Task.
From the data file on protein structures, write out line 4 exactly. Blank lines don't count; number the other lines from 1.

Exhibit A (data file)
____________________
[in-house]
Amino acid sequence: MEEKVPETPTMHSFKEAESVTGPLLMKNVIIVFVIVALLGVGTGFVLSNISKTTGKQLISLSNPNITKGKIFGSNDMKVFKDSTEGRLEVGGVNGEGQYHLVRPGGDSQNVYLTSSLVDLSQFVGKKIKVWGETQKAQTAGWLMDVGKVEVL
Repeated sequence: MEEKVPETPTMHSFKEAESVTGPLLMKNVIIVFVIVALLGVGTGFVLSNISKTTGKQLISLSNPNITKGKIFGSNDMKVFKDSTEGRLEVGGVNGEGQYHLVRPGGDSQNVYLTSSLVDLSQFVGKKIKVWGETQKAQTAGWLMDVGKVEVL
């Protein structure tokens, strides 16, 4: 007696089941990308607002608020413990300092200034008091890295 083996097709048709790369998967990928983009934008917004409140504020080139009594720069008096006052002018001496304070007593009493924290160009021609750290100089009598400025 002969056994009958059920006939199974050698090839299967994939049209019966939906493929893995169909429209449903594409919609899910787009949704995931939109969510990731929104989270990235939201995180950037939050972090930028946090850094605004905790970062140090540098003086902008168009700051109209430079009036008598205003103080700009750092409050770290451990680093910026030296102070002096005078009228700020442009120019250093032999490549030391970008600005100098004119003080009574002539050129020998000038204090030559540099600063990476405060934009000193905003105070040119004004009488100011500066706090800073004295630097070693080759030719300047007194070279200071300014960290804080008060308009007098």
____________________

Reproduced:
């Protein structure tokens, strides 16, 4: 007696089941990308607002608020413990300092200034008091890295 083996097709048709790369998967990928983009934008917004409140504020080139009594720069008096006052002018001496304070007593009493924290160009021609750290100089009598400025 002969056994009958059920006939199974050698090839299967994939049209019966939906493929893995169909429209449903594409919609899910787009949704995931939109969510990731929104989270990235939201995180950037939050972090930028946090850094605004905790970062140090540098003086902008168009700051109209430079009036008598205003103080700009750092409050770290451990680093910026030296102070002096005078009228700020442009120019250093032999490549030391970008600005100098004119003080009574002539050129020998000038204090030559540099600063990476405060934009000193905003105070040119004004009488100011500066706090800073004295630097070693080759030719300047007194070279200071300014960290804080008060308009007098």